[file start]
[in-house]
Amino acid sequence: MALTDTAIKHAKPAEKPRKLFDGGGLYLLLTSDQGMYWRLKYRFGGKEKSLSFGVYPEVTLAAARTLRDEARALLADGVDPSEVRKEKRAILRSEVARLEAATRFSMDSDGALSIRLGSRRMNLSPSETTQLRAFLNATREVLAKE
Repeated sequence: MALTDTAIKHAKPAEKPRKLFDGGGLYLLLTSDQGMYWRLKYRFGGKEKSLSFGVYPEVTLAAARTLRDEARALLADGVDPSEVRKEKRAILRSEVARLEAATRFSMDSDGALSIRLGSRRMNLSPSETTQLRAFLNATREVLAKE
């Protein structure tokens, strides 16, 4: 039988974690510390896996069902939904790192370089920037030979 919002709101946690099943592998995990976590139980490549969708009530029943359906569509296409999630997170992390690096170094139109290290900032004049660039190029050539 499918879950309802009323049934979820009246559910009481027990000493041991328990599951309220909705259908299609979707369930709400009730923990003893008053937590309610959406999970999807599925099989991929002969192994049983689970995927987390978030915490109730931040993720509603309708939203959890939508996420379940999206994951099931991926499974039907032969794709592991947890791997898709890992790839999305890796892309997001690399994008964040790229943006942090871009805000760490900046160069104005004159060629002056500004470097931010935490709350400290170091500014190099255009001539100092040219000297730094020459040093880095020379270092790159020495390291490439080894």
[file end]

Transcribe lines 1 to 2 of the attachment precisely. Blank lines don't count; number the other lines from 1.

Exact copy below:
[in-house]
Amino acid sequence: MALTDTAIKHAKPAEKPRKLFDGGGLYLLLTSDQGMYWRLKYRFGGKEKSLSFGVYPEVTLAAARTLRDEARALLADGVDPSEVRKEKRAILRSEVARLEAATRFSMDSDGALSIRLGSRRMNLSPSETTQLRAFLNATREVLAKE